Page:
When being man enough is not enough

While EP7 works closely with Happiness Co and the Man Enough Campaign that encourages men to open up about their struggles, we lose a man’s man too soon; a legend like Steve Folkes. And asking R U OK? seems relevant to anyone no matter how tough they appear if they have lost loved ones. 

Steve’s premature death motivated me to write about an issue that a major part of our society is yet to understand. The issue that a strong, fit and healthy person can die young from a heart attack, cancer or some other chronic disease. This should not be happening, but it does. From many years of personal research, I have come across a theory on why this happens and I want to share it with you.

I met Steve in 2006 to discuss mind coaching. He was a gentleman and showed eagerness to give his players an advantage mentally to compete better and win more often. I shared a fresh and science-based approach that resonated with him.

I was privileged to see the quality of the man behind closed doors that aligned with what I saw in him as a player and a coach. The memories he gave us supporters over a decade are priceless. His toughness, loyalty and discipline were second to none.

In hindsight and in my personal opinion, from the loss of his beloved wife almost 5 years ago, his heart needed more than those tough, hard, competitive and disciplined qualities to help him recover from such a massive and emotionally painful loss.

I have come to understand that no matter how healthy you think you are, if the heart is broken, it will undermine your physical wellbeing. I see so many clients who come to me with goals to achieve, but with a broken or heavy heart, neglecting themselves. It is this neglect which undermines the effort to enjoy life not matter how hard you push. It takes the courage to sit within yourself and be focused on understanding yourself. We are not raised to do this.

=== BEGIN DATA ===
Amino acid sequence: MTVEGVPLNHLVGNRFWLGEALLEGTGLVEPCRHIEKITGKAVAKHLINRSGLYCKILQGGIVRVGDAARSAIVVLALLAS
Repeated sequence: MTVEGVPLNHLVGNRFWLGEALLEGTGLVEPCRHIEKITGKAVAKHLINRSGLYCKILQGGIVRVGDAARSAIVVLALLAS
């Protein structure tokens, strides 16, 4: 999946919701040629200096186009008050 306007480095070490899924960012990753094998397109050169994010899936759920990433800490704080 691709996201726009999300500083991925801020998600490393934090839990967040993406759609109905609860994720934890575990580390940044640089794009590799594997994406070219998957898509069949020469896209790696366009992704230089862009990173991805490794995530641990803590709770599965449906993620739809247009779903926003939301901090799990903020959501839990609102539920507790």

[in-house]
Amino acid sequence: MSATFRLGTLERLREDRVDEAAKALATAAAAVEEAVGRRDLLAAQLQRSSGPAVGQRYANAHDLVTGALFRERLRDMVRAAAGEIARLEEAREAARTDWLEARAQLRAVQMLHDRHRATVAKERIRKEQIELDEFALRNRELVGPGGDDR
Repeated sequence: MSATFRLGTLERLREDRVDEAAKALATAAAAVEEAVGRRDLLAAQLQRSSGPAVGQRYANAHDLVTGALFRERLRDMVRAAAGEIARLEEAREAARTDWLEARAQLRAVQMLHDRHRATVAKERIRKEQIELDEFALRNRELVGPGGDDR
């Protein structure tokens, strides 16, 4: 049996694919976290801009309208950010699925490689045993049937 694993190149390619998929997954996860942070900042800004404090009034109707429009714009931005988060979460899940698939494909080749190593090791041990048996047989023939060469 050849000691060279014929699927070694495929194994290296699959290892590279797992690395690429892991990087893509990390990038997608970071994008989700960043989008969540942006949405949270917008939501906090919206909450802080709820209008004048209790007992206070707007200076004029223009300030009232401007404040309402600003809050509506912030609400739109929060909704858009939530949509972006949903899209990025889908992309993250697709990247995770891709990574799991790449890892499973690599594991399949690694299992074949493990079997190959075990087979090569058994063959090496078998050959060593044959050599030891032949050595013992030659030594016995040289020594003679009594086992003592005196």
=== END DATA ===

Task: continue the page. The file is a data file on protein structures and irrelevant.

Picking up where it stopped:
How many times have you heard of a fit and strong person suddenly dying with no warning, from a heart attack? Dig a little further and you discover a heavy, burdened, broken heart from losing a loved one. Look a little closer and you see someone who sacrificed their wellbeing through their loyalty to look after everyone else.

Steve’s heart was broken twice from his two loves: his precious wife and his Bulldogs. If only he could have felt the intensity of love, respect and gratitude for the man he was from his supporters and the rugby league community.

Science and medicine offers so much when it comes to understanding how we can live a better and healthier life. You can eat well and supplement, do regular exercise and stay away from drugs and bad habits like alcohol in excess. You can be in great shape and bench- press twice your weight. None of this is enough to ensure you have a happy and long life without acknowledging your emotional state with a focus on the emotional condition of your heart.

We are overdue to understand as a society, that emotions directly affect our overall wellbeing and what we feel is equally important to what we do. And what we feel needs to be honoured with emotional healing as a priority.

Your heart yearns to be connected to an environment made up of trusting, respecting, loving and fun people. If you feel a strong sense of belonging from this connection, your heart will be fulfilled and the sensations of feeling light and warm-hearted will be realised. We are often insecure and struggling with feeling disconnected, anxious and depressed leaving the heart’s purpose to continue being unrepresented.

So, the next time you hear people say they are confused why someone died because they were so fit, perhaps you can give a thought to their likely emotional and often silent struggle. We can safely assume their emotional state was neglected. Many of us (especially men), are raised with assumptions and the pressure to value being tough and to avoid showing emotions because if we do, we risk being seen as weak.

The next time someone has suffered a broken heart, be there for them no matter how strong and fit they appear. The tough persona is a shell to protect but the vulnerability inside is real and deserves your caring attention. Help them adjust and reconnect to meaningful relationships. This invaluable support is humanity being at its best for each other.

It takes profound wisdom and courage to be this kind to each other. For men who live with this expectation and pressure to be macho and emotionless, we can human up to another level. Being wise and powerful is about putting the heart first and finding a way to serve it when the temptation is there to neglect it.

If you would like more on this important topic, you can listen to the “Are You Man Enough” Podcast on the EP7 Podcast Channel.

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